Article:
Your decision to learn how to grow a beard could stem from your desire to express your personality or social status, fulfill a cultural obligation, or make a fashion statement. From ancient civilizations to now, people have grown beards for similar reasons. Learning about the history of beards and how they’ve been grown throughout the centuries may help you on your quest for better beard growth.
Our very first ancestors learned how to grow a beard for practical and utilitarian reasons. The hair on their cheeks, chins and necks kept their faces warm during cold weather. Beards also gave primitive men a fierce appearance that intimidated enemies, and facial hair could soften the physical punches thrown during hand-to-hand combat. Maybe you don’t use your beard to send your enemies running, but you could take after primitive men and grow a beard to stay warm and rugged.
Beards served as a status symbol in many ancient civilizations, and cutting off a person’s beard could be a form of punishment. To show off their status, Egyptians sometimes dyed their beards or weaved gold thread into their facial hair, while beard grooming in Mesopotamia and Greece included applying oil and styling ringlets. People in ancient India focused less on styling but grew their beards long to symbolize wisdom.
You may follow in the footsteps of your ancient ancestors and style your beard with a unique cut, specialty grooming tools and beard oil, too.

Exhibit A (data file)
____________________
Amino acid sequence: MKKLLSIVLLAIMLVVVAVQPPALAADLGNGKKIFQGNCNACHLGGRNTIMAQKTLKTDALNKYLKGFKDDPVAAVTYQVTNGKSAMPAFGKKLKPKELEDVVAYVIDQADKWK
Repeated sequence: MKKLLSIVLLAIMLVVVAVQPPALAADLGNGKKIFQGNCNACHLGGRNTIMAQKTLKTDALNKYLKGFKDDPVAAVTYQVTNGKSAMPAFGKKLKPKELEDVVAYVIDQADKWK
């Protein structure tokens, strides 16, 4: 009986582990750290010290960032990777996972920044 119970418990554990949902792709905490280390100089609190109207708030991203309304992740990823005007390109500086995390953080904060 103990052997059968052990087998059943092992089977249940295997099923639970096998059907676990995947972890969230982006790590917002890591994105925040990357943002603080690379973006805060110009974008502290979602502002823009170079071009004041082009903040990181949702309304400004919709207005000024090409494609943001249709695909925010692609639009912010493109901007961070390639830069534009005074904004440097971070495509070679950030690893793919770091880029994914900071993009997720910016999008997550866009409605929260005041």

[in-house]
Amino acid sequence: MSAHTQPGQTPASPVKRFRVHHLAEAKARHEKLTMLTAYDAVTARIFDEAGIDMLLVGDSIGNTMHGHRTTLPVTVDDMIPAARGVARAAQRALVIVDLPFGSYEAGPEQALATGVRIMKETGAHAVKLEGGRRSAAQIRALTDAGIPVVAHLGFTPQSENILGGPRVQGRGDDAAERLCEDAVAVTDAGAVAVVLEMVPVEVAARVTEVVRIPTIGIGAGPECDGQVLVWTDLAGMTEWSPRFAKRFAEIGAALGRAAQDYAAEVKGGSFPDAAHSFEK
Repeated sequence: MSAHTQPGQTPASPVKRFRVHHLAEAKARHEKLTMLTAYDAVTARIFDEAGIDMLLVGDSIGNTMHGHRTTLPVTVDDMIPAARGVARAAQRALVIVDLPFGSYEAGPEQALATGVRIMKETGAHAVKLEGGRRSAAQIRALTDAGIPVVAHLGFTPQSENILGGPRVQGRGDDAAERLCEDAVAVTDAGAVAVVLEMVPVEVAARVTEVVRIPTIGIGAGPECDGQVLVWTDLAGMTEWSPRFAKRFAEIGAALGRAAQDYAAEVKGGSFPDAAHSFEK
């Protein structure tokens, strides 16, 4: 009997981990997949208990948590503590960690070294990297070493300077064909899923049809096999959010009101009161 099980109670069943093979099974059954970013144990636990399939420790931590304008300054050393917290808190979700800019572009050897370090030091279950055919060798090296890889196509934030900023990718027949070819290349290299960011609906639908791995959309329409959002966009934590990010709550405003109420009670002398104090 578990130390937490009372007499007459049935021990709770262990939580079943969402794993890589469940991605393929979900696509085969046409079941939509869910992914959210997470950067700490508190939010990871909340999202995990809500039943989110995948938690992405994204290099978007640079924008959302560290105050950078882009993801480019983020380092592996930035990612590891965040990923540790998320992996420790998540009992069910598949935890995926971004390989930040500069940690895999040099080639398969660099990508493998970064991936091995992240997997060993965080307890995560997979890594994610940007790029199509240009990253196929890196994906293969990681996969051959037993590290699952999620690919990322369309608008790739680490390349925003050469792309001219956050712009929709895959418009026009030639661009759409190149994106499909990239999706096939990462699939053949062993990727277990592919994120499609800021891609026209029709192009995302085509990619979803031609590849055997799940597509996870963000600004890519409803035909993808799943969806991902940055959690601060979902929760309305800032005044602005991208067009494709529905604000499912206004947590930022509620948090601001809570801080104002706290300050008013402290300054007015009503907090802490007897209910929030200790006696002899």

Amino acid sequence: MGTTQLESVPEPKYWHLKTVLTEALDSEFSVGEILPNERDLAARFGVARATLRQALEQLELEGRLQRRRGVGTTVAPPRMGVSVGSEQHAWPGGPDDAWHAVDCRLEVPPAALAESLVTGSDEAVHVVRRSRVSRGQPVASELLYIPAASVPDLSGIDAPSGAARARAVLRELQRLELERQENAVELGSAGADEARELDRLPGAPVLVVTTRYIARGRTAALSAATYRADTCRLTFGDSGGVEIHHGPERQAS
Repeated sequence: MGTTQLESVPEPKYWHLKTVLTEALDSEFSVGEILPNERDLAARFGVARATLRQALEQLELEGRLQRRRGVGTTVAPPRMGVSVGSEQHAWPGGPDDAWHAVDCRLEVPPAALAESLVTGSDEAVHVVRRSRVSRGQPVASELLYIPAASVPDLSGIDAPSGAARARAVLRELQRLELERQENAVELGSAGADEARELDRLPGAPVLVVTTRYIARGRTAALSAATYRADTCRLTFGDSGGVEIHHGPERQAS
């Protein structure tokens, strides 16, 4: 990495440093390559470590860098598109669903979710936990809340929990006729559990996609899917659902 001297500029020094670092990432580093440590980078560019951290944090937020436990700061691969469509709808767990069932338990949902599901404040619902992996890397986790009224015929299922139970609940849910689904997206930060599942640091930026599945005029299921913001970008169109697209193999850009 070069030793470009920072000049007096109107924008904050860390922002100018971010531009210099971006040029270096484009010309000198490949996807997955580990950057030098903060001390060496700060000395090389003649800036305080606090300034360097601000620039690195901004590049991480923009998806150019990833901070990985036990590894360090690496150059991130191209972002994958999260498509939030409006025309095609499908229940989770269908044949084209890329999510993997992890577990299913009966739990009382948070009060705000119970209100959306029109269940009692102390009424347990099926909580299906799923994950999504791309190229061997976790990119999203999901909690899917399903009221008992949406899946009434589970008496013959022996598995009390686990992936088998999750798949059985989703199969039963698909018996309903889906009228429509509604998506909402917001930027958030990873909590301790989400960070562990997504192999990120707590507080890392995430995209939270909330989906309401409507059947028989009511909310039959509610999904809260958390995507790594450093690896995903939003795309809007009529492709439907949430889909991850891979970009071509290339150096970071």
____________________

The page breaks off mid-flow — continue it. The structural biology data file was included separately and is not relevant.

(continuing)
As the Romans expanded their territory around the known world, they also influenced facial hair growth. The clean-shaven look was most popular because people wanted to resemble the Emperor and did not favor wearing a beard. Beards didn’t catch on across the empire until Hadrian began growing a beard to hide his facial scars. Aren’t you glad you have freedom today to grow or shave your beard based on your personal preferences rather than someone else’s influence?
Only certain men sported beards during the Middle Ages. Knights grew facial hair to demonstrate their masculinity, and members of the upper class showed off their social status with a beard. The clean-shaven look came back into fashion for many men only during the Renaissance period. Today, you can embrace the knight in shining armor look or trim your hair like a Middle Ages Renaissance man.
When England influenced the world, a man’s financial resources dictated the length of his facial hair. Generally, the tax on beards discouraged facial hair growth. Ironically, King Henry VIII grew a full beard. We’re lucky that we don’t have to pay a tax on our beard growth today!
19th and 20th Centuries
Beards were in and out of style at various times during the 1800s and 1900s. Certain leaders in the mid-19th century wore beards to express their power. Meanwhile, followers of Napoleon III, Abraham Lincoln and Karl Marx grew beards to emulate their heroes, and men in a variety of religions and cultures grew beards to conform to their beliefs or dogma.
The trend changed during and after World War I because hair affected the fit of the soldier’s gas masks. Then, “Hippies” made beards fashionable again during the countercultural movement of the 1960s. You, too, may choose to express your power through a beard, or sport a beard as an expression of your beliefs, culture or opinions.
People today may embrace growing a beard for various personal, practical or cultural reasons. The choice is totally yours. If you do decide to grow your facial hair, BEERDS has crafted some quality beard grooming products that help nourish your face and beard.